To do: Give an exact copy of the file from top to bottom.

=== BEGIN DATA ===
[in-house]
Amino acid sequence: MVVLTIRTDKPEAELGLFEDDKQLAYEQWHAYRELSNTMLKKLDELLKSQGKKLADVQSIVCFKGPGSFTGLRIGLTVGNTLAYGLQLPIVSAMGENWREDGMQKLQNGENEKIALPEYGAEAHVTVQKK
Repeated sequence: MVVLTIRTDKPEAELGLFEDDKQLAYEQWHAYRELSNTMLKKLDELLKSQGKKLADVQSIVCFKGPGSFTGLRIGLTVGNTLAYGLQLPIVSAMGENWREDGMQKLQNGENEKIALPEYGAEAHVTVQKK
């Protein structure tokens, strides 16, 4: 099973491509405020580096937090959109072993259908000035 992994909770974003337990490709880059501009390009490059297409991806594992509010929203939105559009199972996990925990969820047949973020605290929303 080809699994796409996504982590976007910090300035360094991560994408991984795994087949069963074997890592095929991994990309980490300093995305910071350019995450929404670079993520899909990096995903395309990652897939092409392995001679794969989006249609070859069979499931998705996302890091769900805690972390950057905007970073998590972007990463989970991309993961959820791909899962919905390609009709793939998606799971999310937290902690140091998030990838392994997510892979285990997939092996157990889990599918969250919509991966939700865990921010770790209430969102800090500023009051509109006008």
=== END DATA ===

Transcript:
[in-house]
Amino acid sequence: MVVLTIRTDKPEAELGLFEDDKQLAYEQWHAYRELSNTMLKKLDELLKSQGKKLADVQSIVCFKGPGSFTGLRIGLTVGNTLAYGLQLPIVSAMGENWREDGMQKLQNGENEKIALPEYGAEAHVTVQKK
Repeated sequence: MVVLTIRTDKPEAELGLFEDDKQLAYEQWHAYRELSNTMLKKLDELLKSQGKKLADVQSIVCFKGPGSFTGLRIGLTVGNTLAYGLQLPIVSAMGENWREDGMQKLQNGENEKIALPEYGAEAHVTVQKK
């Protein structure tokens, strides 16, 4: 099973491509405020580096937090959109072993259908000035 992994909770974003337990490709880059501009390009490059297409991806594992509010929203939105559009199972996990925990969820047949973020605290929303 080809699994796409996504982590976007910090300035360094991560994408991984795994087949069963074997890592095929991994990309980490300093995305910071350019995450929404670079993520899909990096995903395309990652897939092409392995001679794969989006249609070859069979499931998705996302890091769900805690972390950057905007970073998590972007990463989970991309993961959820791909899962919905390609009709793939998606799971999310937290902690140091998030990838392994997510892979285990997939092996157990889990599918969250919509991966939700865990921010770790209430969102800090500023009051509109006008």